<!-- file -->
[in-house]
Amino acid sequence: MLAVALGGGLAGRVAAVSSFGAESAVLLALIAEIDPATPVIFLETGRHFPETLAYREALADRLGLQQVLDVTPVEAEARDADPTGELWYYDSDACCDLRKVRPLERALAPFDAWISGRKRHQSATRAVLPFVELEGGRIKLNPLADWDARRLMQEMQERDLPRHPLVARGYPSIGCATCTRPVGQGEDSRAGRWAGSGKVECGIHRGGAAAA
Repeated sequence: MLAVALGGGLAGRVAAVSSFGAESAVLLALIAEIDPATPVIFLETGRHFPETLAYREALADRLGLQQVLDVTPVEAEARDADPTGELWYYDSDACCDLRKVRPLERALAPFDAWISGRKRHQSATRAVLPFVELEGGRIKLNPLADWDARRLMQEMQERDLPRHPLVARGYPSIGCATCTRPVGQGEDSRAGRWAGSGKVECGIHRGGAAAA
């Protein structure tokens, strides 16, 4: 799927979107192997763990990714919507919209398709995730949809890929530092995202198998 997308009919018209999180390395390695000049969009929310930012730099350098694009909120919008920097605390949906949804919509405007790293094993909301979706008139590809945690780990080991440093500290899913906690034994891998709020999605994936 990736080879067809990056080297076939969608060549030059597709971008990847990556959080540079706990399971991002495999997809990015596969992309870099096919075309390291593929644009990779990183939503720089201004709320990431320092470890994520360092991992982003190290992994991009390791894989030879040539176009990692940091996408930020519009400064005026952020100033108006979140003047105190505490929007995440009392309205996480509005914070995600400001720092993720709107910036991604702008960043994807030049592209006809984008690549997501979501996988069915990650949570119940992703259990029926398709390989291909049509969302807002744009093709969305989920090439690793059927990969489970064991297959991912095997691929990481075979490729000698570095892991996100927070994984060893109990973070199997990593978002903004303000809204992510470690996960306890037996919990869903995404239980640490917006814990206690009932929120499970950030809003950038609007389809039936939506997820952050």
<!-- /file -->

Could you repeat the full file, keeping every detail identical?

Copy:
[in-house]
Amino acid sequence: MLAVALGGGLAGRVAAVSSFGAESAVLLALIAEIDPATPVIFLETGRHFPETLAYREALADRLGLQQVLDVTPVEAEARDADPTGELWYYDSDACCDLRKVRPLERALAPFDAWISGRKRHQSATRAVLPFVELEGGRIKLNPLADWDARRLMQEMQERDLPRHPLVARGYPSIGCATCTRPVGQGEDSRAGRWAGSGKVECGIHRGGAAAA
Repeated sequence: MLAVALGGGLAGRVAAVSSFGAESAVLLALIAEIDPATPVIFLETGRHFPETLAYREALADRLGLQQVLDVTPVEAEARDADPTGELWYYDSDACCDLRKVRPLERALAPFDAWISGRKRHQSATRAVLPFVELEGGRIKLNPLADWDARRLMQEMQERDLPRHPLVARGYPSIGCATCTRPVGQGEDSRAGRWAGSGKVECGIHRGGAAAA
């Protein structure tokens, strides 16, 4: 799927979107192997763990990714919507919209398709995730949809890929530092995202198998 997308009919018209999180390395390695000049969009929310930012730099350098694009909120919008920097605390949906949804919509405007790293094993909301979706008139590809945690780990080991440093500290899913906690034994891998709020999605994936 990736080879067809990056080297076939969608060549030059597709971008990847990556959080540079706990399971991002495999997809990015596969992309870099096919075309390291593929644009990779990183939503720089201004709320990431320092470890994520360092991992982003190290992994991009390791894989030879040539176009990692940091996408930020519009400064005026952020100033108006979140003047105190505490929007995440009392309205996480509005914070995600400001720092993720709107910036991604702008960043994807030049592209006809984008690549997501979501996988069915990650949570119940992703259990029926398709390989291909049509969302807002744009093709969305989920090439690793059927990969489970064991297959991912095997691929990481075979490729000698570095892991996100927070994984060893109990973070199997990593978002903004303000809204992510470690996960306890037996919990869903995404239980640490917006814990206690009932929120499970950030809003950038609007389809039936939506997820952050």